Teen girl's murder charge after 10yo cousin found dead
GRAPHIC WARNING: A woman returned to her NSW farmhouse yesterday to find her 10-year-old niece with her throat slit and what appeared to be carvings in her body while her own 14-year-old daughter was missing.
She rang triple-0 immediately at 7am but the young girl, who was staying at the farm in Gunnedah for the school holidays, was dead when paramedics arrived.
A frantic search by police found the woman's 14-year-old daughter at a neighbouring property at about 8.30am and it is alleged she told officers she had cut the throat of her cousin as well as knifed her repeatedly.
Wounds on her body appeared to be an attempt to carve words but police will not release any details of her injuries except to say they were substantial.
An autopsy will be carried out in the next few days.
The 14-year-old was taken to Gunnedah police station where she spent most of Wednesday with medical experts and local detectives. She was charged with murder late Wednesday night and refused bail to appear before a children's court Thursday.
The teenager's mother told police she left the home at 6.30am with another child to do some brief farming duties and returned about 30 minutes later.
The two girls were still sleeping when she left.
When she returned and entered the bedroom she discovered the 10-year-old bleeding profusely from multiple wounds and her daughter gone.
The 10-year-old had only arrived recently, to be with her cousins, from where she lived with her parents in Orange about 350km away.
Forensic police spent all day yesterday at the Gunnedah property collecting evidence and trying to piece together what happened. They are expected to be there over the coming days.
The family are well respected and considered successful. They bought the property more than a decade ago.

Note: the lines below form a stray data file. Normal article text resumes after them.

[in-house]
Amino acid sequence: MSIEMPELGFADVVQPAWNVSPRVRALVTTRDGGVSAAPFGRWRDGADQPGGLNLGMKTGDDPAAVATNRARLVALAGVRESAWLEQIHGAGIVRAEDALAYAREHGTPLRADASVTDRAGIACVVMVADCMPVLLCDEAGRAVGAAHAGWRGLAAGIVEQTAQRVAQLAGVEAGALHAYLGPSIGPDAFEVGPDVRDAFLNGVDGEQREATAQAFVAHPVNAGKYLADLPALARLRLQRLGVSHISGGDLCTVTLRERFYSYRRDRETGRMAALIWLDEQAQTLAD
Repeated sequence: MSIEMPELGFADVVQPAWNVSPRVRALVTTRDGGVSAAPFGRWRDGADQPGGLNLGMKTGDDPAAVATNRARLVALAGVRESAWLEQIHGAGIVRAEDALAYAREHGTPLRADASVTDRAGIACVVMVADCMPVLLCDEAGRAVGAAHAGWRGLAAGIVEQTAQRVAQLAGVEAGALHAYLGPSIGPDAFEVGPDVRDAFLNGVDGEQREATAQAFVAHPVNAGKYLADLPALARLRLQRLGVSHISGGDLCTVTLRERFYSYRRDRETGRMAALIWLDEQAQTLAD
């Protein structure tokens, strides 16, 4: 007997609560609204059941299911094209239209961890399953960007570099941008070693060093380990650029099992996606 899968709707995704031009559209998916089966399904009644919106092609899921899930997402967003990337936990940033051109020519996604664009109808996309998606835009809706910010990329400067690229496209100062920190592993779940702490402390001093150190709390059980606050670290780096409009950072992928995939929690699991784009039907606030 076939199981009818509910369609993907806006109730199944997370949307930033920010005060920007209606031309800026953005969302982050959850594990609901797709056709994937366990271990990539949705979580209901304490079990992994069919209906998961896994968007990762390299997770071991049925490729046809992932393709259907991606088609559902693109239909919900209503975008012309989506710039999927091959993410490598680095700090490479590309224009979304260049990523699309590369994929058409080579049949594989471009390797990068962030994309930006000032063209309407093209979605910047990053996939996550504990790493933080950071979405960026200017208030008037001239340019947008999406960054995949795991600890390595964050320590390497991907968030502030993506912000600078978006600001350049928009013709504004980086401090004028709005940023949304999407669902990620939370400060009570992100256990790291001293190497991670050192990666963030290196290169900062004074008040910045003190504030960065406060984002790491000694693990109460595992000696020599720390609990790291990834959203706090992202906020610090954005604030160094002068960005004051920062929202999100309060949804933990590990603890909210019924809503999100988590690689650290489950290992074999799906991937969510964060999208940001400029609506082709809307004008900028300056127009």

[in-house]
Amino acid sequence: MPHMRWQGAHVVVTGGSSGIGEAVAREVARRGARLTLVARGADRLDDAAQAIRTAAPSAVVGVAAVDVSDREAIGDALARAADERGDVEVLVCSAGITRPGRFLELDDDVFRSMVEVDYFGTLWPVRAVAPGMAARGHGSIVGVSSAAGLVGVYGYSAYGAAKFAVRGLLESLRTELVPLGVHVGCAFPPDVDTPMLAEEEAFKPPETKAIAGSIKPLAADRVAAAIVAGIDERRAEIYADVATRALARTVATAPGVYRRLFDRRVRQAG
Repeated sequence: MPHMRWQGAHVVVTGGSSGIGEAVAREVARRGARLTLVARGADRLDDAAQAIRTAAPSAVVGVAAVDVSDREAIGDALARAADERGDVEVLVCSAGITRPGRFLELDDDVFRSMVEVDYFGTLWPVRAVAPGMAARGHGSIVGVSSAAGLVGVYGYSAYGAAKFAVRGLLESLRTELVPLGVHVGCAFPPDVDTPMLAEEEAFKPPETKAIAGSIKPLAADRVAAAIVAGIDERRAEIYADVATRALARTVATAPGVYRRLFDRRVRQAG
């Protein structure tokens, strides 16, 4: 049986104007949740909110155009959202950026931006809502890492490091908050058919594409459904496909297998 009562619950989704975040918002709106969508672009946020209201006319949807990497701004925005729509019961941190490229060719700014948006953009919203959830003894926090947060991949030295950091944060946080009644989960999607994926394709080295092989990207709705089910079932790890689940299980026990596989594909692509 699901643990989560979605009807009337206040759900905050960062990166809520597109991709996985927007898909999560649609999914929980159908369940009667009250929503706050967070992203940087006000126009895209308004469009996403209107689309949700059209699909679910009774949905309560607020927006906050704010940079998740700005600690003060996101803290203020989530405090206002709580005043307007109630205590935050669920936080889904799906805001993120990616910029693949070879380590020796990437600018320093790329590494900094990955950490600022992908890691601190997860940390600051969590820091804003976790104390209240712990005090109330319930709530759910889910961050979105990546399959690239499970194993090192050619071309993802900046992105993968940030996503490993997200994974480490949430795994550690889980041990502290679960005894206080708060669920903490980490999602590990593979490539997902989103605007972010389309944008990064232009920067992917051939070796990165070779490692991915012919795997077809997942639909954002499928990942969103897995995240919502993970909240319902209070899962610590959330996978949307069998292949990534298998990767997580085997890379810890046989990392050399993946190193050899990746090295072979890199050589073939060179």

Police spent yesterday tracking down the 10-year-old girl's parents in Orange who were last night believed to be travelling to Gunnedah.
Detectives said they would not elaborate on the girl's injuries or whether a weapon had been seized as the investigation was ongoing.
Senior police said it is one of the worst murders in recent memory involving young people.
NSW Homicide Squad is assisting with the investigation but it is being led by local detectives.
The Mayor of Gunnedah, Jamie Chaffey, said the tight-knit country town will be "devastated" as the horrific news spreads.
The town has a population of about 10,000 people.
"On behalf of the community we're devastated by the loss of any young person. Our thoughts and heartfelt condolences go out to the family dealing with this situation at this time," he said.
Mr Chaffey spoke to The Daily Telegraph, audibly upset and almost in disbelief.
"I can only imagine the pain of the family and the other members of the community who may know people involved in this," he said.
He said that Gunnedah was a close community that was very supportive but the confronting loss came on the back of "so much hardship already".
"After the drought, COVID, it's been so hard and the loss of any member of the community is devastating - but for it to be a young person - it's particularly devastating," he said. "It's floored me."
He implored locals to reach out to Lifeline, council and each other if they, or someone they knew, was struggling to process the grief.
Residents who live near the property said they had seen emergency vehicles there all day. "It's just sad, very sad," one said.
Criminal psychologist Tim Watson-Munro told The Daily Telegraph "horrific" examples of girls killing girls are very uncommon but not unheard of.
Without commenting on the current case, Watson-Munro said in general a teen girl, attacking a member of her own family, would likely have an extensive history of complex and escalating feelings that could include jealousy, anger and family tension.
He said psychosis at that age was particularly uncommon, saying it was more likely "bad rather than mad".
The trauma will now reverberate through the entire community, he said, from the family to the police who stumbled across the confronting scene in the farmhouse.
"Everyone knows someone who knew them," he said.
"This will be seen as something that happens in cities, not in 'our town' and it will be an immense challenge to comprehend."